My Writing Life
Various titles during this time included: correspondent, reporter, bureau manager, editor, and photographer.
I've also participated in several other freelance projects, including the following:
Designed and developed a public relations presentation, with slides and text that resulted in the implementation of a new county forest preserve district in Kankakee County, IL.
Subcontracted with a consultant for the United States Department of Agriculture (USDA) to interview and document stories related to the conversion of farmland into development use
Spoke to the local high school journalism class on Career Day
Wrote op-ed pieces, performed ghostwriting, editing, proofreading, and even some consulting work
Maintained several blogs
Designed and edited brochures
Designed several websites
Internet writing seemed at first, to be an appealing freelance writing opportunity.
It wasn't long however, before I became completely disillusioned by an industry I now believe, helped destroy good on-line journalism. A plethora of overly-advertised websites did little more than exploit eager writers in an effort to bolster the bottom line of host writing sites. They used false claims to entice inexperienced writers into getting published. The result was writers earning pennies for their efforts and information that was not always accurate was often taken from Wikipedia and other unproven online sources only to be regurgitated in numerous locations. Plagiarism is bad enough, but to plagiarize false information with no accountability opened the door to what we now know to be "fake news." The internet became filled with unsubstantiated stories and sub-par writing. There is no better example of this than in social media where fake information is shared by unwitting enthusiasts.
I've probably written more about a proposed transportation project in Illinois than anyone, but I've also held another role as well.
In 1987 when I heard about a proposal to build a new airport in the farm fields south of Chicago, it piqued my curiosity. The proposed airport was to be more than three times the size of O'Hare International Airport and would displace 23,000 acres of prime and important farmland as well as the farmers who owned it.
The plan resurrected an old idea from the 1960's.
The location was a few miles from where I lived, a small town with a population of about 2,000 people. Beecher, Illinois was a farming community, much like downstate Illinois. Tar and chip roads accommodated slow-moving combines used by farmers who tended to acres and acres of corn, wheat, and soybean crops. It was not the kind of place where jets take off and land.
I grew up near O'Hare and just couldn't quite imagine the folly of plopping a huge, commercial airport into a peaceful, bucolic area that would displace mostly prime and important farmland, not to mention the generations of farmers that called it their home.
The airport had been dubbed the 3rd airport, but ironically, that moniker has also been given to other regional airports in the Chicagoland area: Gary/Chicago in Gary, IN; Mitchell International in Milwaukee, WI; and Chicago/Rockford International in Rockford, IL. With O'Hare and Midway, a new airport would in reality, be the sixth regional airport.
I set out to make some sense of what seemed to be totally illogical. I kept an open mind, trying to learn all I could about the who, what, where, why, and how of this project.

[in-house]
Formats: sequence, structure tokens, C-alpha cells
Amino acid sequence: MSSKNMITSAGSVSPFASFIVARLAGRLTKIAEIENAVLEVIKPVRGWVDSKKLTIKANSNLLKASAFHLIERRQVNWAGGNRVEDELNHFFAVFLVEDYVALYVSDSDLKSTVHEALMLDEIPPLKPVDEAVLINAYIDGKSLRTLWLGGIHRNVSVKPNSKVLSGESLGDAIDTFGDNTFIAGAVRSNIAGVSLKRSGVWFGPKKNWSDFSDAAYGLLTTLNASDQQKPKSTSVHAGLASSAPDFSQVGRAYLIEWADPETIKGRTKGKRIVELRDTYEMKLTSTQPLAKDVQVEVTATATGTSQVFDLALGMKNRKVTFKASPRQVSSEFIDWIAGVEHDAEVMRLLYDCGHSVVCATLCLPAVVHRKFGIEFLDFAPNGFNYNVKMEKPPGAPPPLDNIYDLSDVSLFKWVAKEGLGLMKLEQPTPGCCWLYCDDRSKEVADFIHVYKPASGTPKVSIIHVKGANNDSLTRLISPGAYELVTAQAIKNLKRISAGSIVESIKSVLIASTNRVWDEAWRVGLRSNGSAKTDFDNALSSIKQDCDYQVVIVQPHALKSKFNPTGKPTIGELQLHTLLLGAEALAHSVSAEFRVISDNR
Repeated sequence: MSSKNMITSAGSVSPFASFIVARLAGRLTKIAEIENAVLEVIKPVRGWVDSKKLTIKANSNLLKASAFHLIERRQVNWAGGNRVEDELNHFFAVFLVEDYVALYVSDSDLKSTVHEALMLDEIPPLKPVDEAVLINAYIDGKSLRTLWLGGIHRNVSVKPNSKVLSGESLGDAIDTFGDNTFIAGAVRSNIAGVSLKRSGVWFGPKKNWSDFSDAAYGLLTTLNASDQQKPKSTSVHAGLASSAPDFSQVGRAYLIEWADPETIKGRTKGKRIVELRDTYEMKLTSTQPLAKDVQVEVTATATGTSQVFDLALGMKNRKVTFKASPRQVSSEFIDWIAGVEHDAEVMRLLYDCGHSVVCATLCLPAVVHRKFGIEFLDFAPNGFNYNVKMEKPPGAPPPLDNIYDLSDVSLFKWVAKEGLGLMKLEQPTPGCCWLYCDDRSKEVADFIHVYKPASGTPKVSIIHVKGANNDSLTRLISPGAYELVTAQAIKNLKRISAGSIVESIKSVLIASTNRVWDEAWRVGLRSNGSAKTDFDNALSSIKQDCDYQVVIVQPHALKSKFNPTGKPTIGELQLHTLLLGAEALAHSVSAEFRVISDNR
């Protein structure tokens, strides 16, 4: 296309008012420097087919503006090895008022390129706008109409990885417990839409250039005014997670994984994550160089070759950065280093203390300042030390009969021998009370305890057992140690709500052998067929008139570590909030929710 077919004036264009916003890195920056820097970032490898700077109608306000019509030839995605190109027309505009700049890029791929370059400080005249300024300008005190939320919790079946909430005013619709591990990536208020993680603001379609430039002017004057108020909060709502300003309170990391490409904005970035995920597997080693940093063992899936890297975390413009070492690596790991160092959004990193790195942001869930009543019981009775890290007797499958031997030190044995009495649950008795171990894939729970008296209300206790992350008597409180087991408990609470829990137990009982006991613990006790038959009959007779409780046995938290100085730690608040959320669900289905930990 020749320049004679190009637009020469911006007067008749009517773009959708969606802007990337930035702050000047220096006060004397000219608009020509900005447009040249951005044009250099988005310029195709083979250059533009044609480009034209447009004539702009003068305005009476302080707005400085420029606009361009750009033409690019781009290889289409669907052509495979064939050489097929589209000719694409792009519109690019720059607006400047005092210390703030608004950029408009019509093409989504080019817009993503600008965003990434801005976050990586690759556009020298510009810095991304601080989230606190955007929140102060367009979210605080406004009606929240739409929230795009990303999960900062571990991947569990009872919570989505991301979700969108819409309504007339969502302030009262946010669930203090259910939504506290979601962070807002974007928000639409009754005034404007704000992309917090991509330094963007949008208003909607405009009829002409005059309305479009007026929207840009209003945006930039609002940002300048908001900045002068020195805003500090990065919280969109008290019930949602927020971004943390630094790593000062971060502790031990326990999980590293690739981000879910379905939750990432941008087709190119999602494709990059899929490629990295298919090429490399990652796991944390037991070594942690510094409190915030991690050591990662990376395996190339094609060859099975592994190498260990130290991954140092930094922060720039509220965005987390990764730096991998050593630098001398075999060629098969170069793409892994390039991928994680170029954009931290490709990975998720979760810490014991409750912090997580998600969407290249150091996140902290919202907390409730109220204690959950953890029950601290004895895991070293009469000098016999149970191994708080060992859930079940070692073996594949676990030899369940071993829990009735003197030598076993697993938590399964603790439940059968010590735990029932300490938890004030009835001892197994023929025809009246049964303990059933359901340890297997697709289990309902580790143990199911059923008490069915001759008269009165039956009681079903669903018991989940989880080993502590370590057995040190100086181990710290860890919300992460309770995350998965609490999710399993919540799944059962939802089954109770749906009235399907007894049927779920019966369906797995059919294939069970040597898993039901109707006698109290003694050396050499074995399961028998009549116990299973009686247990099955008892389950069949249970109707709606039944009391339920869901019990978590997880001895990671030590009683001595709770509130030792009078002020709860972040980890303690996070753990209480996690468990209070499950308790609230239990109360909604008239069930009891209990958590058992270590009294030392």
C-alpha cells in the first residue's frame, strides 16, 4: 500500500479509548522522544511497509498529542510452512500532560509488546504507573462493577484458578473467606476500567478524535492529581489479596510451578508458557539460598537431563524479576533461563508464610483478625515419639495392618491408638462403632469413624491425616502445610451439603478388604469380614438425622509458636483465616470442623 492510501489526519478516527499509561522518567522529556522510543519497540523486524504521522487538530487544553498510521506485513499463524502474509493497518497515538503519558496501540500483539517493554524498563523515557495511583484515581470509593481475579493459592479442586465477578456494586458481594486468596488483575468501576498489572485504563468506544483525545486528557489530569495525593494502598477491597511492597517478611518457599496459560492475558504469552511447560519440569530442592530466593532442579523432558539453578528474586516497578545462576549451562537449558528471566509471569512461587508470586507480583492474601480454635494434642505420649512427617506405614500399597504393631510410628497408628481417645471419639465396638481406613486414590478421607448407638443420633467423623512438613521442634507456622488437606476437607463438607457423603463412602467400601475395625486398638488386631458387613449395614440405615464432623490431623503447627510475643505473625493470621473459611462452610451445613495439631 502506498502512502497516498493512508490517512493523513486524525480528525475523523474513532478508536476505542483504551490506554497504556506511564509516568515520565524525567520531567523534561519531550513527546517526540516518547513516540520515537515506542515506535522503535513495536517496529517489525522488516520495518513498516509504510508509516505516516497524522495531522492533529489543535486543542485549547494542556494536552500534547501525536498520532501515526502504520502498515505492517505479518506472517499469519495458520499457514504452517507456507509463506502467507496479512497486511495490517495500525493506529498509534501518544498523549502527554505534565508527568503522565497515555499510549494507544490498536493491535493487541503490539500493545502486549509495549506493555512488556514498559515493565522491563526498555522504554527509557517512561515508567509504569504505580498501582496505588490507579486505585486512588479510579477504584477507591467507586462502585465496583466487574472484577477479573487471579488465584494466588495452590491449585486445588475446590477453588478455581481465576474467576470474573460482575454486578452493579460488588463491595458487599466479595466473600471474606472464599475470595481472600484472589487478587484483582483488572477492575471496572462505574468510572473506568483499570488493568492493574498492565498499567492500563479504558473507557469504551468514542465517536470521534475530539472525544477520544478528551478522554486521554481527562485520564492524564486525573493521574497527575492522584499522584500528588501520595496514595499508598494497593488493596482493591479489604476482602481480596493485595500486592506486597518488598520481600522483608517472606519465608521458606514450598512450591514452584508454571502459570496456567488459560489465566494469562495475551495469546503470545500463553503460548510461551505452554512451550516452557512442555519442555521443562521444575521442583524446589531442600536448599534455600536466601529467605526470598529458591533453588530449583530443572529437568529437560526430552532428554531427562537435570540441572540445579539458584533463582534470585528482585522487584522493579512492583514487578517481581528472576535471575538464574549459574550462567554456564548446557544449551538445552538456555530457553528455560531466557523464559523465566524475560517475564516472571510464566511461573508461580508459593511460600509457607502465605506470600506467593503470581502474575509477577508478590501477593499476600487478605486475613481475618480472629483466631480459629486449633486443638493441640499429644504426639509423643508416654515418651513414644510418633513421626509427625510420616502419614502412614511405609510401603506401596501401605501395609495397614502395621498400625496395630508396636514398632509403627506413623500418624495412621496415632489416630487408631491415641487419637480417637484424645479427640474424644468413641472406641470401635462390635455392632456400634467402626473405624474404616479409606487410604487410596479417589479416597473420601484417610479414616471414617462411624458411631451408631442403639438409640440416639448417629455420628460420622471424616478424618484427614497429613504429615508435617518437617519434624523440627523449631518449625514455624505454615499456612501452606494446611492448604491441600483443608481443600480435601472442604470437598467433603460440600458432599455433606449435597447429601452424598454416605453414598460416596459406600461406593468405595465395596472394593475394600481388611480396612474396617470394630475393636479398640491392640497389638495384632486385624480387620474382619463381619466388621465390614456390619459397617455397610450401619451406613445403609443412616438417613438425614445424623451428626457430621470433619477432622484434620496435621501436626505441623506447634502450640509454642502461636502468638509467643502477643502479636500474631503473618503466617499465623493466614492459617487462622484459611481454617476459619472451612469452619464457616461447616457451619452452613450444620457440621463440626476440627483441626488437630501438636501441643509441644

In all the years this airport has been proposed, it has never made sense because it was never needed.
What I learned, confirmed my initial suspicion, that this was a folly. Claims of jobs and economic development disguised the real issue; it was about control of lucrative contracts, jobs for political pals, and enough clout for politicians to stay in public office to feed at the public trough for as long as they liked. Big projects reap big rewards, especially in Illinois where the pay-to-play system runs rampant, and has resulted in four governors becoming convicted felons who have served time. The latest, ex-Gov. Rod Blagojevich has been indicted on corruption charges and was impeached as Governor. His predecessor George Ryan has also served time in a federal penitentiary in Indiana.
On Aug. 2, 1988, with 13 other people who felt the same way I did, established Residents United to Retain Agricultural Land (RURAL).
We held local meetings as the organization grew. We passed petitions, held rallies, and did whatever it took. The biggest supporters were public officials who didn't want to be bothered with the public and how they felt or what they thought.
One of my proudest moments was an invitation to join a panel to hold a lively discussion on the pros and cons of the project on WTTW's Chicago Tonight, hosted by the late John Callaway.
Another high point, was an invitation to meet former Chicago Mayor Richard Daley. Chicago opposed the project.
Ironically my passion about the airport and the area in which I lived, led to the start of my writing career.
I was hired as a correspondent, with my first story published in September, 1988. Because the airport was such a huge issue in the area that I covered, there were times that I had no choice but to write about it. I was fortunate to have an editor who recognized that my passion for the project would actually make me a better reporter.
At times I walked a tightrope between activism and journalism, while seeking truth on one side and relaying it on the other. For years maintaining the balance was one of the hardest things I've ever had to do. Reconciling my personal feelings with my desire for legitimacy and professionalism was not easy, but was important to me.
This balancing act continued until 1997 when I was hired as a staff reporter. I made the choice to step down from my activism, turning RURAL over to a man I trusted, George Ochsenfeld. Ochsenfeld created STAND (Shut This Airport Nightmare Down) which continues to fight the proposal today.